Angel Mei Yi Lin's chapter on literacy practices in an eighth-grade second-language classroom in working-class Hong Kong demonstrates how the students subverted the purposes of an ''information extraction'' (p. 83) reading lesson and negotiated their own sense of a text. As they reworked it through playful classroom talk in Cantonese, a familiar Chinese folk tale, written in English, was transformed into a humorous, unpredictable fantasy resembling the comic-book narratives popular with this group of children. Conventional in-class reading lessons in Hong Kong, Lin points out, resemble ''reading in the examination hall'' (p. 88)-reading to locate factual answers to preposed questions. She suggests that an alternative literacy model is in order that would capitalize on students' cultural and linguistic resources and allow them the exercise of creativity and ''critical exploration'' (p. 96).
Bill Bigelow's chapter is a teacher's assessment of an interactive educational CD-ROM on the history of the Oregon Trail. Largely through what it omits, says Bigelow, the computer game ''mis-teaches'' (p. 104) by promoting imperialism, racism, sexism, and ecological exploitation. It ignores the lives and decisions of settler women, for example, obscures the reality of such phenomena as the African-American exclusion laws in the Oregon Territory, omits the fact that contact with the settlers ''devastated Indian cultures'' (p. 104), and masks the invasive nature of the push west by Euro-Americans. Worse, it does so covertly, especially because its interactive characteristics appear to offer the CD-ROM user freedom of choice. Because this program is ''not necessarily more morally obnoxious'' (P. 117) than others, what is needed is a ''critical computer literacy'' (p. 114) based on the recognition that educational software is not a substitute for teachers and computer programs ''are not politically neutral'' (p. 117).
Bronwyn Mellor and Annette Patterson write about the dilemmas faced and the questions raised when analyzing the results of their work with children in grades four and five in a suburban Australian school. An attempt to elicit multiple readings of an updated version of Hansel and Gretel met essentially with failure: the students persisted in seeing the stepmother as ''mean'' and the father as ''nice'' despite the father's mutual culpability in the story. The exercise suggests, say the researchers, that a critical reading is as much taught as a dominant reading, and that in reality teachers of critical literacy are often attempting to ''adjust students' readings while apparently denying that [they] are doing so'' (p. 124). Their subsequent work was framed by the conclusion that the simple availability of multiple readings does not in fact ''guarantee desirable readings'' (p. 132), that students will not adopt alternative readings by merely becoming ''conscious,'' and that what is at the heart of the desire to produce alternative readings is the teacher's belief that a dominant reading is in need of adjustment. Although the idea may be uncomfortable, say the authors, it may be necessary to acknowledge that ''critical pedagogy is itself inseparable from the exercise of pastoral power'' (p. 133).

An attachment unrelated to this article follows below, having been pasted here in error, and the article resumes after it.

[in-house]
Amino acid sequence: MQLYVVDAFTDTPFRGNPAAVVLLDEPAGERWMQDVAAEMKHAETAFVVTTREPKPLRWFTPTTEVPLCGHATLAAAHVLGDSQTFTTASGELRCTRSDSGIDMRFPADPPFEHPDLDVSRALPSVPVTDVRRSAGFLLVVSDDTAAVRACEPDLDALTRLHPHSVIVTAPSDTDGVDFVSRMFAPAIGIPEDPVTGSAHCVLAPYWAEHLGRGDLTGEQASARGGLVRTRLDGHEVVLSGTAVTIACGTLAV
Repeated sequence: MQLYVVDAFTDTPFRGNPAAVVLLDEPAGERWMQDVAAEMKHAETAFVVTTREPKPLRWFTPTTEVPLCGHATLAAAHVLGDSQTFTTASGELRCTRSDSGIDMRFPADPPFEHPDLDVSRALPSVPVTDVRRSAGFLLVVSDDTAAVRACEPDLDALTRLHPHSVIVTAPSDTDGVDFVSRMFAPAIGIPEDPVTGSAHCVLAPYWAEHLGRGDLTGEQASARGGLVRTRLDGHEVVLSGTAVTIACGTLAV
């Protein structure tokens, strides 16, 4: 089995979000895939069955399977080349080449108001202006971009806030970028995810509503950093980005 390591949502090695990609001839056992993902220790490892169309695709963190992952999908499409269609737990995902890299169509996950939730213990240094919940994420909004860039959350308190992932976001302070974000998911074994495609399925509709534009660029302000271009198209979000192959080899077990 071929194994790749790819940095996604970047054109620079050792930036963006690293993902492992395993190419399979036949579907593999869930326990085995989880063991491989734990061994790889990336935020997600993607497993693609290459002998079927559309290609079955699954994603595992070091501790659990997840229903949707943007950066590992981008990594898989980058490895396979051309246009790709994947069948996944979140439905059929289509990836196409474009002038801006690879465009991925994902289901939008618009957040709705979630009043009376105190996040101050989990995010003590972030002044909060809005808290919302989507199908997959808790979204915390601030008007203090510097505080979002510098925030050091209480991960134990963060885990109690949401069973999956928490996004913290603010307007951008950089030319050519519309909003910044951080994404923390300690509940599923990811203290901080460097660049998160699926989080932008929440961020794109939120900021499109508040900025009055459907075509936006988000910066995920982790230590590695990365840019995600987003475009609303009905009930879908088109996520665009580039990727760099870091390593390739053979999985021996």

Part III of the volume deals primarily with upper secondary settings. Using data based on what transpired in a 1991 multiracial Grade 10 classroom in a South African independent school, Hilary Janks discusses why a new workbook aimed at developing critical language awareness was largely unsuccessful in that context. The purpose of the exercise was to teach the concept of subject position by generating a range of possible viewpoints related to gender, but instead it evoked angry, polarized debate among the students along racial lines. Teacher and researcher, according to Janks, were unprepared for the ''extent to which students might feel the need in their class and in their school to win power and recognition for their own meanings and be unable to value the meanings of others.'' Predicting responses to texts is not always easy, she says, and without a school environment supporting ''communicative openness,'' students will not want to take the risk of revealing ''sacred meanings'' (p. 149).